5. Portfolio yield opportunities exist, but from non-traditional sources
With rates near zero generating sustainable portfolio yield is challenging. Opportunities for yield from traditional fixed income investments (e.g. corporate bonds) is low, but the prevalence of accommodative fiscal/monetary policy is creating opportunities to look at lower quality credits for income needs.
For investors willing to extend credit risk we think US high yield bonds provide compelling opportunities for adding yield to portfolios, both on the corporate and municipal side. Outside of traditional fixed income, non-traditional sources such as hard assets, infrastructure, and private debt (including those with multi-year lock-ups) provide compelling opportunities for yield. These investments are supported by the fiscal environment, which we expect will help reduce the risk of corporate defaults.
In seeking yield it’s essential investors do not blindly add risk to portfolios, but evaluate and understand all investments. Investors must also re-evaluate their own risk profile to determine the risks they’re comfortable taking for income.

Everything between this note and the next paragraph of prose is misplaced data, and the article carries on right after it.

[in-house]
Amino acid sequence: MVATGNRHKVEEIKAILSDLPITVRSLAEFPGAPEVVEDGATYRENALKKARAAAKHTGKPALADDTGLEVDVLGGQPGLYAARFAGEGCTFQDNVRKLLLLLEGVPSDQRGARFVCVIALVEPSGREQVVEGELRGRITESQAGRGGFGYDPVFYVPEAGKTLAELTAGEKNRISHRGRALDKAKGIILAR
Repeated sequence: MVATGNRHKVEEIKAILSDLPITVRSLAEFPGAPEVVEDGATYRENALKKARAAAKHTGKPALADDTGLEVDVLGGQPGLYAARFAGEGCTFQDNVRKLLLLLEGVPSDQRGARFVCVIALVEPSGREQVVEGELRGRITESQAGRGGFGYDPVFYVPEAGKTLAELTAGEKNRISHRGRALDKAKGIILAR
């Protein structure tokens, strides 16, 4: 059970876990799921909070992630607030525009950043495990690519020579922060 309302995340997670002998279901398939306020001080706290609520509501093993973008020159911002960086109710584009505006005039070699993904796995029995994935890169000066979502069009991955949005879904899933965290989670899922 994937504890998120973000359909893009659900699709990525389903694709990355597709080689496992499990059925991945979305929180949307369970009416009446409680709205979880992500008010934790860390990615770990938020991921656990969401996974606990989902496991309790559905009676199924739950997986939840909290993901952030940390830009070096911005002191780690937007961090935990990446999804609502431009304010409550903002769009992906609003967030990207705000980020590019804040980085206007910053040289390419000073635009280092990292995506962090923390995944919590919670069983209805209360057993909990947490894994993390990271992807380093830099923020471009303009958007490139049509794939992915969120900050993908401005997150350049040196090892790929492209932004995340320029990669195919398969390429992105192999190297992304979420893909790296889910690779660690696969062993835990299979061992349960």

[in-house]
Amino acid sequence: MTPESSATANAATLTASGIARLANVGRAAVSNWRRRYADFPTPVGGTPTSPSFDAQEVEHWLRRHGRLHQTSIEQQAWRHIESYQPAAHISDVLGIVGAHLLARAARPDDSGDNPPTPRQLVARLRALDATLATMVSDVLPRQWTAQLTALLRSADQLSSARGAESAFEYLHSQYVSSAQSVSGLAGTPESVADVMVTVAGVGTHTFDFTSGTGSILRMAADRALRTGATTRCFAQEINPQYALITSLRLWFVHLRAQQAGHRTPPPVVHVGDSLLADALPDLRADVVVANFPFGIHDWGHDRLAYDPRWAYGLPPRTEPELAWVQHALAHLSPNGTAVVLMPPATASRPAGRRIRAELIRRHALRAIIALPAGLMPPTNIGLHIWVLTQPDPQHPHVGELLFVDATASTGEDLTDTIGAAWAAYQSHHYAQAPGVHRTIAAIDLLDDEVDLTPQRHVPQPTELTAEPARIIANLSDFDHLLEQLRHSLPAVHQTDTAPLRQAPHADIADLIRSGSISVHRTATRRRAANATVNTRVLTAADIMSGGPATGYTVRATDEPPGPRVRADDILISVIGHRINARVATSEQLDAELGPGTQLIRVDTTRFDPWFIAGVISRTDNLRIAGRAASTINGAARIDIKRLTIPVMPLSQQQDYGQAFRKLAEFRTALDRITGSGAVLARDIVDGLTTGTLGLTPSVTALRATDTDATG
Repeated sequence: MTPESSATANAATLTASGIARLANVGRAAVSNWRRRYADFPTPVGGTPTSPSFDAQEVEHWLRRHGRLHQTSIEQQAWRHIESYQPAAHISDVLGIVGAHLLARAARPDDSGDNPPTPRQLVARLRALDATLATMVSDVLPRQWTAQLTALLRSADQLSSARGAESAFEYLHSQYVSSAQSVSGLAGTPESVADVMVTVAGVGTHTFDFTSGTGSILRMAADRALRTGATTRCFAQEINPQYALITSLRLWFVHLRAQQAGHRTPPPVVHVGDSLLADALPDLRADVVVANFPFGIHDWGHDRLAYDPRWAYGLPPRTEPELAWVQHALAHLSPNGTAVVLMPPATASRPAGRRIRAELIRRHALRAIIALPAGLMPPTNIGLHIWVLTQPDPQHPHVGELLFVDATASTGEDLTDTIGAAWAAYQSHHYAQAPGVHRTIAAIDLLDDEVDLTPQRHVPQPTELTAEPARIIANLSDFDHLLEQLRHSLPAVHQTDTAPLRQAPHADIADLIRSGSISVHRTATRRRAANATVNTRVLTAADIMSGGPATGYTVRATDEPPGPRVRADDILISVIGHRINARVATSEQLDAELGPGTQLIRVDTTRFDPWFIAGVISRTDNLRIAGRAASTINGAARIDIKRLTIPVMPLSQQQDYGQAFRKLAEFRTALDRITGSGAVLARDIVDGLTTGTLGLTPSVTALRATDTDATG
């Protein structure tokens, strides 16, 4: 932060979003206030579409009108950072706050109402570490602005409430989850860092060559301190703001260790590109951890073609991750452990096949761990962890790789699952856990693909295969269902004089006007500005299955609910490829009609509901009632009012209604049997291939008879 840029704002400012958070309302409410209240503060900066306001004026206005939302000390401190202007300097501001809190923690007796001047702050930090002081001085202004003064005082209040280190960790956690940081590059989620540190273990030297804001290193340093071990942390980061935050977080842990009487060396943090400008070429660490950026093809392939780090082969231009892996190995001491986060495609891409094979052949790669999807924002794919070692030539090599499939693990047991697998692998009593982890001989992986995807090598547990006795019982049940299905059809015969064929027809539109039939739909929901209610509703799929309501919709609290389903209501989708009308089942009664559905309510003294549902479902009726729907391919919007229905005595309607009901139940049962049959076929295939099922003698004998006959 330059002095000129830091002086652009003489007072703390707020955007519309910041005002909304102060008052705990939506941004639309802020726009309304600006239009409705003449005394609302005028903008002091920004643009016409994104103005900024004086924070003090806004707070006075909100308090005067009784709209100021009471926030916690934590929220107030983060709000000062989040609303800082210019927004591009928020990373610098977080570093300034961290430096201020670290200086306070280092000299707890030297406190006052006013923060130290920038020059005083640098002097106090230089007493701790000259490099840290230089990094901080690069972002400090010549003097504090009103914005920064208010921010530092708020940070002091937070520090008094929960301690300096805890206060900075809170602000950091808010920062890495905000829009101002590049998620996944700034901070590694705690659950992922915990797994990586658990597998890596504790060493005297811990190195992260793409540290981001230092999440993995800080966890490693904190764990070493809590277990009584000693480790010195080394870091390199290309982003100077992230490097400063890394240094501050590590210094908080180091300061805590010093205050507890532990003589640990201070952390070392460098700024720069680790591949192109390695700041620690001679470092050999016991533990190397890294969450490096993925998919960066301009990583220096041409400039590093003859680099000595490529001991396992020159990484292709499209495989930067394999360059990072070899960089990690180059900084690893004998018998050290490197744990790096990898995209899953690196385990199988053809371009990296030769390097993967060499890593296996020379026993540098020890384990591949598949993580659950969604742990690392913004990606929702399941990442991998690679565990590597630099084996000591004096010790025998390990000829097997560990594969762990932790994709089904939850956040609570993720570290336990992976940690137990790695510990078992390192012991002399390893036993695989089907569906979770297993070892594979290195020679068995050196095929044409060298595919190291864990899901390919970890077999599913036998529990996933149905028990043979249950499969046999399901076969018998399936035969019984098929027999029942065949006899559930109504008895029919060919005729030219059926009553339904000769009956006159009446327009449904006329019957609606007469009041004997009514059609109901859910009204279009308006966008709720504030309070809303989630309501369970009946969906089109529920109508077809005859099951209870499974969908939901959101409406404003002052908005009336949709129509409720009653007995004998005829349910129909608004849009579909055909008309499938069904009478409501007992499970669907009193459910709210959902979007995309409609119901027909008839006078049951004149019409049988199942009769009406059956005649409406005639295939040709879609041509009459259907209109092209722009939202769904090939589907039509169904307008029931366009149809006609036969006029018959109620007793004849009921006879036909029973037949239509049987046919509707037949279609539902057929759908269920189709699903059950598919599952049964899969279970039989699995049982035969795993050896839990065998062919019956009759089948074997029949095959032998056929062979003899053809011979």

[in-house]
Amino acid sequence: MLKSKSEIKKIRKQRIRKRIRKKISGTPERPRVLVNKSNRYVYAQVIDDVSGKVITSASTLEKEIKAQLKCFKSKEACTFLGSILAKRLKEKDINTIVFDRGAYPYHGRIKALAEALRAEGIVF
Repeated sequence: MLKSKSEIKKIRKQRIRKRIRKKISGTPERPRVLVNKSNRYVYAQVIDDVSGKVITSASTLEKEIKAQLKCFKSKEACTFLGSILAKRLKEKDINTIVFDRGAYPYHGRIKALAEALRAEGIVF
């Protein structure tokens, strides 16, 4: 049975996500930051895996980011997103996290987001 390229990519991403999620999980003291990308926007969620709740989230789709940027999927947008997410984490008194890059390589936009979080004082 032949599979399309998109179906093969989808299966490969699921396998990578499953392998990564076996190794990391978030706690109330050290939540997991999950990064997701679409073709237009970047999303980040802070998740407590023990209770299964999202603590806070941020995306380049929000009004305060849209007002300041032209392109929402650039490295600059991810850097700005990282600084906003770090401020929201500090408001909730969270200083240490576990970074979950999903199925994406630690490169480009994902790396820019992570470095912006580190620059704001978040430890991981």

Moving forward from here
Investing is a journey. At the beginning of 2020 many investors looked to de-risk portfolios, fearing the uncertainty of COVID and how the economy would recover. And yet by the fourth quarter markets and the economy staged one of the strongest rallies in history.
Successful long-term investing requires having a plan, patience, and the fortitude to remain disciplined. Staying invested and capitalizing on investment opportunities is essential, as is finding opportunities that can consistently perform across economic environments. The market remains volatile, but as the economy restarts there are trends and opportunities to capitalize on for those willing.
Major asset class views
For 2021 we continue to favor a risk-on tilt across our portfolios. Equity market momentum is likely to persist, driven by technology sector leadership. With interest rates low and the current yield environment unlikely to change near-term, investors requiring yield may need to look to non-traditional asset classes. Real assets and alternatives continue to provide compelling options for income and risk diversification.